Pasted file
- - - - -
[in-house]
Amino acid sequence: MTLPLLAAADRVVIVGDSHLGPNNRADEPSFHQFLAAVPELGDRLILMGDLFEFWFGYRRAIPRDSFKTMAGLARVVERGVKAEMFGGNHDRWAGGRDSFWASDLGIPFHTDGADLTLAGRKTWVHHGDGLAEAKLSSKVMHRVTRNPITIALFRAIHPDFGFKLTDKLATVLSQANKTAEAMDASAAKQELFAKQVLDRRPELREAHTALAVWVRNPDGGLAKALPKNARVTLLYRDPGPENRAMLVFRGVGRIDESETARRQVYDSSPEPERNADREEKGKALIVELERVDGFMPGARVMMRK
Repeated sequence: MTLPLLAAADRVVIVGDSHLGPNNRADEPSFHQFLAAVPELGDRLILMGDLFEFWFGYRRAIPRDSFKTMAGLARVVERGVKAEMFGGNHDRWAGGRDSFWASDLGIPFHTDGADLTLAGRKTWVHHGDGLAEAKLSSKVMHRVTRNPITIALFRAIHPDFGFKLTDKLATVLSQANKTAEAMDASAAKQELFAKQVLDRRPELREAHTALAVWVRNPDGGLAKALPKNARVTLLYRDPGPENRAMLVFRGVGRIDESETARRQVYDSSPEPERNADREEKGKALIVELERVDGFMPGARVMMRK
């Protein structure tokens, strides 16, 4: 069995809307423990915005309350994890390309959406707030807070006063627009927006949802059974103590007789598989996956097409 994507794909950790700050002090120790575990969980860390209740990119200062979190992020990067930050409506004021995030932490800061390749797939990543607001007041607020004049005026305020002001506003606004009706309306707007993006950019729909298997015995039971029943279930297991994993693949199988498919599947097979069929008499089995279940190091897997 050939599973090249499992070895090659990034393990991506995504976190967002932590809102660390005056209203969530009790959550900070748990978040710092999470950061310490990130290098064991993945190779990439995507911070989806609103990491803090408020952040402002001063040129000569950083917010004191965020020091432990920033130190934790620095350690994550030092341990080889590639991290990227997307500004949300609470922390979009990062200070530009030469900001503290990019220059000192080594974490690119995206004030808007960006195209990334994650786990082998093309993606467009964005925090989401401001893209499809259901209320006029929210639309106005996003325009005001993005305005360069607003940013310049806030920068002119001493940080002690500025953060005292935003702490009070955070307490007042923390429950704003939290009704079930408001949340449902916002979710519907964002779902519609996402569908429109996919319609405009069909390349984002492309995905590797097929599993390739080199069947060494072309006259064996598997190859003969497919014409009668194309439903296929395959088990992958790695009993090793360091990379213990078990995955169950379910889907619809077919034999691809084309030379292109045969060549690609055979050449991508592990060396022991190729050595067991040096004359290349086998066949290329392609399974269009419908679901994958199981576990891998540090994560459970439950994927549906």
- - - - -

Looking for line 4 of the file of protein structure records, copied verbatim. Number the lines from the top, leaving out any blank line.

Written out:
């Protein structure tokens, strides 16, 4: 069995809307423990915005309350994890390309959406707030807070006063627009927006949802059974103590007789598989996956097409 994507794909950790700050002090120790575990969980860390209740990119200062979190992020990067930050409506004021995030932490800061390749797939990543607001007041607020004049005026305020002001506003606004009706309306707007993006950019729909298997015995039971029943279930297991994993693949199988498919599947097979069929008499089995279940190091897997 050939599973090249499992070895090659990034393990991506995504976190967002932590809102660390005056209203969530009790959550900070748990978040710092999470950061310490990130290098064991993945190779990439995507911070989806609103990491803090408020952040402002001063040129000569950083917010004191965020020091432990920033130190934790620095350690994550030092341990080889590639991290990227997307500004949300609470922390979009990062200070530009030469900001503290990019220059000192080594974490690119995206004030808007960006195209990334994650786990082998093309993606467009964005925090989401401001893209499809259901209320006029929210639309106005996003325009005001993005305005360069607003940013310049806030920068002119001493940080002690500025953060005292935003702490009070955070307490007042923390429950704003939290009704079930408001949340449902916002979710519907964002779902519609996402569908429109996919319609405009069909390349984002492309995905590797097929599993390739080199069947060494072309006259064996598997190859003969497919014409009668194309439903296929395959088990992958790695009993090793360091990379213990078990995955169950379910889907619809077919034999691809084309030379292109045969060549690609055979050449991508592990060396022991190729050595067991040096004359290349086998066949290329392609399974269009419908679901994958199981576990891998540090994560459970439950994927549906």